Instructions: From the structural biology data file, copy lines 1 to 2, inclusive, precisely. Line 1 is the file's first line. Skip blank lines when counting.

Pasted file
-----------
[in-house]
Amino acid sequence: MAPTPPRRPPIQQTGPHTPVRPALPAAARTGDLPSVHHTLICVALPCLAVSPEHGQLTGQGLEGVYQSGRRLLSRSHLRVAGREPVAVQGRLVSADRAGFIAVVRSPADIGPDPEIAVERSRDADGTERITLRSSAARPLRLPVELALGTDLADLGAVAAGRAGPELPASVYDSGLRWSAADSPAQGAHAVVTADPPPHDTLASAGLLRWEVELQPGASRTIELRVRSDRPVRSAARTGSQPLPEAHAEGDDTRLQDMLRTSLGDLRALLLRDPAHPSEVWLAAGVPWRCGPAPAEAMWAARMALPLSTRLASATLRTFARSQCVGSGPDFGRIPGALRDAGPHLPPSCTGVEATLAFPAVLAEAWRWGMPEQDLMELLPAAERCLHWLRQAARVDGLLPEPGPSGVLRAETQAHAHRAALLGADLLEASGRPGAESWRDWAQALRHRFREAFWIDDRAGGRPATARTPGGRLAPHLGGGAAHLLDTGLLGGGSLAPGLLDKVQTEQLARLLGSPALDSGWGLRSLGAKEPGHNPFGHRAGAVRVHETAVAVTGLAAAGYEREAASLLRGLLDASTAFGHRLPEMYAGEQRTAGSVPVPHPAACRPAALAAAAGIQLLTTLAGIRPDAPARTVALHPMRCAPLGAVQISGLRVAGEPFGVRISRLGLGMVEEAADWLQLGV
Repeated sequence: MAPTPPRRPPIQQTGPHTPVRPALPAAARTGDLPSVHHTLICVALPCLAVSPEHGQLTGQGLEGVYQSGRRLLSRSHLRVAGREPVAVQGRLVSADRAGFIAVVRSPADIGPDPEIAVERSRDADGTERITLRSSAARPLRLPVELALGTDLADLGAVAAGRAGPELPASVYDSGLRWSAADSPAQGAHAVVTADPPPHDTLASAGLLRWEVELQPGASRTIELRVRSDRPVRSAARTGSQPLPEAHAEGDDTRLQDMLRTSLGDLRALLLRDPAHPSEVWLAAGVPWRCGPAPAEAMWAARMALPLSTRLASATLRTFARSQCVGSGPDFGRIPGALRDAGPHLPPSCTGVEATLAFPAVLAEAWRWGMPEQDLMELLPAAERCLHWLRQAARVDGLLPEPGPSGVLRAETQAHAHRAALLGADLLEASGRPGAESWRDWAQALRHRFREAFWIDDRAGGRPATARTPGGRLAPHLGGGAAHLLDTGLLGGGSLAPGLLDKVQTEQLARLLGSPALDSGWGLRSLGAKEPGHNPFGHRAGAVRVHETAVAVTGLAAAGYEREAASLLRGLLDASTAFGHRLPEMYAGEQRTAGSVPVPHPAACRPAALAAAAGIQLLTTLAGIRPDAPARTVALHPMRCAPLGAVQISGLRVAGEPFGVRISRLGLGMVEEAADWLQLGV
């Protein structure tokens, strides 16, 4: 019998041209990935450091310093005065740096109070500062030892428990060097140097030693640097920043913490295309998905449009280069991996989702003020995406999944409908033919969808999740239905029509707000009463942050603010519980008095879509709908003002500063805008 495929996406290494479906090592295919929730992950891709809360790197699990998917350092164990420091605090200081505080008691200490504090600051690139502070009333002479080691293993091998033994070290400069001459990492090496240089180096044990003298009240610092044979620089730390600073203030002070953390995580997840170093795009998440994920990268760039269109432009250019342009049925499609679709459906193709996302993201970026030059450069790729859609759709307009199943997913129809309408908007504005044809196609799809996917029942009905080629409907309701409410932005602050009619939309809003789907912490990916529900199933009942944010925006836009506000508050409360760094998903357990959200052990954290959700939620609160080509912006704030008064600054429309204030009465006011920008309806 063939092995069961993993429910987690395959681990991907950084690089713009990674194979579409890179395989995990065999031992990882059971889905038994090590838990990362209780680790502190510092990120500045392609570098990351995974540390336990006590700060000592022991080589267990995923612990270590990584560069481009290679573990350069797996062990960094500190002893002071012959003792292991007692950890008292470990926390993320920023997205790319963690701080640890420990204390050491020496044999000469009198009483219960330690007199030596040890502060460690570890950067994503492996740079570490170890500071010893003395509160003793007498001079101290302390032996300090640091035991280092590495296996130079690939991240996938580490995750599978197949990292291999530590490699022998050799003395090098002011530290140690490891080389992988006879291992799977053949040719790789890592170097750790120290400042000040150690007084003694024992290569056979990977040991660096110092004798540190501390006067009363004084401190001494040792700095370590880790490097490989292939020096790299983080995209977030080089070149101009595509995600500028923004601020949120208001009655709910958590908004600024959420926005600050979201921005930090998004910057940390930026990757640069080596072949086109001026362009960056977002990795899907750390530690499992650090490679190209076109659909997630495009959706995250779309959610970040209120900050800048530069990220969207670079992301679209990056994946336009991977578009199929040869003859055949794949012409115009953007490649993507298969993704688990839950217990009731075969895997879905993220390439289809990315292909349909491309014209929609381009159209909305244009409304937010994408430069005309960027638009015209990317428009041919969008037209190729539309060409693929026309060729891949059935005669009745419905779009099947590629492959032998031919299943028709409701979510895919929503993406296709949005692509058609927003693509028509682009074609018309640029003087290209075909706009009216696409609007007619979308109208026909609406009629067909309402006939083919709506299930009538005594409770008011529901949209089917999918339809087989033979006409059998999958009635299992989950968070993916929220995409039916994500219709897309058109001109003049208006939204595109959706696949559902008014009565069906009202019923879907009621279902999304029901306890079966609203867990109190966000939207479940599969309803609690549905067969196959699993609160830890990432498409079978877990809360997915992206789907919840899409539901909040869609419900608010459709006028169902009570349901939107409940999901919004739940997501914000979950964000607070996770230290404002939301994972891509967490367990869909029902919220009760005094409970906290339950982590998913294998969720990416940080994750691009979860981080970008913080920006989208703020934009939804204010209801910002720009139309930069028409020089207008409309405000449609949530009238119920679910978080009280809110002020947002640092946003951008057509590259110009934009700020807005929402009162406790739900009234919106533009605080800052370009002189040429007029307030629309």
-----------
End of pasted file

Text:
[in-house]
Amino acid sequence: MAPTPPRRPPIQQTGPHTPVRPALPAAARTGDLPSVHHTLICVALPCLAVSPEHGQLTGQGLEGVYQSGRRLLSRSHLRVAGREPVAVQGRLVSADRAGFIAVVRSPADIGPDPEIAVERSRDADGTERITLRSSAARPLRLPVELALGTDLADLGAVAAGRAGPELPASVYDSGLRWSAADSPAQGAHAVVTADPPPHDTLASAGLLRWEVELQPGASRTIELRVRSDRPVRSAARTGSQPLPEAHAEGDDTRLQDMLRTSLGDLRALLLRDPAHPSEVWLAAGVPWRCGPAPAEAMWAARMALPLSTRLASATLRTFARSQCVGSGPDFGRIPGALRDAGPHLPPSCTGVEATLAFPAVLAEAWRWGMPEQDLMELLPAAERCLHWLRQAARVDGLLPEPGPSGVLRAETQAHAHRAALLGADLLEASGRPGAESWRDWAQALRHRFREAFWIDDRAGGRPATARTPGGRLAPHLGGGAAHLLDTGLLGGGSLAPGLLDKVQTEQLARLLGSPALDSGWGLRSLGAKEPGHNPFGHRAGAVRVHETAVAVTGLAAAGYEREAASLLRGLLDASTAFGHRLPEMYAGEQRTAGSVPVPHPAACRPAALAAAAGIQLLTTLAGIRPDAPARTVALHPMRCAPLGAVQISGLRVAGEPFGVRISRLGLGMVEEAADWLQLGV